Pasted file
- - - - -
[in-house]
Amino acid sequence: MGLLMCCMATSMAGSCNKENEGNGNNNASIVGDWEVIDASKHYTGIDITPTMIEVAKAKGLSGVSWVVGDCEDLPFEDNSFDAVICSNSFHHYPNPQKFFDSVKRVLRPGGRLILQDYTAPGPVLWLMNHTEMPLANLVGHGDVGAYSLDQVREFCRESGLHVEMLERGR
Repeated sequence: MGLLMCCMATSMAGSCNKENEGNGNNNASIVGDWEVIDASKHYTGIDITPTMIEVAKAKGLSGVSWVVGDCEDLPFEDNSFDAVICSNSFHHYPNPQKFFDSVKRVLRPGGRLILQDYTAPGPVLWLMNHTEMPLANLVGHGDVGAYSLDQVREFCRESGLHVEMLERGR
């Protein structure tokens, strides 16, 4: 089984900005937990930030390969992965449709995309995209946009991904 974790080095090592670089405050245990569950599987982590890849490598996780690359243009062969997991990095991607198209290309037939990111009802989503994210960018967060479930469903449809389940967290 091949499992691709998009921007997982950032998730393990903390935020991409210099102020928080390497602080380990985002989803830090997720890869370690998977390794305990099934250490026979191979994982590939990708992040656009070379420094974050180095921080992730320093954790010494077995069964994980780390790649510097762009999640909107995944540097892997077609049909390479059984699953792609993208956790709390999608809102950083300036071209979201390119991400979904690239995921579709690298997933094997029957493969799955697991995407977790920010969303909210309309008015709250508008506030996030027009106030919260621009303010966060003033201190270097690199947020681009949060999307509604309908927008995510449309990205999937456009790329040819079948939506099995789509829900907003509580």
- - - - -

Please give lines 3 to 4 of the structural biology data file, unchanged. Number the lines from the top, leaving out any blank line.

Repeated sequence: MGLLMCCMATSMAGSCNKENEGNGNNNASIVGDWEVIDASKHYTGIDITPTMIEVAKAKGLSGVSWVVGDCEDLPFEDNSFDAVICSNSFHHYPNPQKFFDSVKRVLRPGGRLILQDYTAPGPVLWLMNHTEMPLANLVGHGDVGAYSLDQVREFCRESGLHVEMLERGR
């Protein structure tokens, strides 16, 4: 089984900005937990930030390969992965449709995309995209946009991904 974790080095090592670089405050245990569950599987982590890849490598996780690359243009062969997991990095991607198209290309037939990111009802989503994210960018967060479930469903449809389940967290 091949499992691709998009921007997982950032998730393990903390935020991409210099102020928080390497602080380990985002989803830090997720890869370690998977390794305990099934250490026979191979994982590939990708992040656009070379420094974050180095921080992730320093954790010494077995069964994980780390790649510097762009999640909107995944540097892997077609049909390479059984699953792609993208956790709390999608809102950083300036071209979201390119991400979904690239995921579709690298997933094997029957493969799955697991995407977790920010969303909210309309008015709250508008506030996030027009106030919260621009303010966060003033201190270097690199947020681009949060999307509604309908927008995510449309990205999937456009790329040819079948939506099995789509829900907003509580």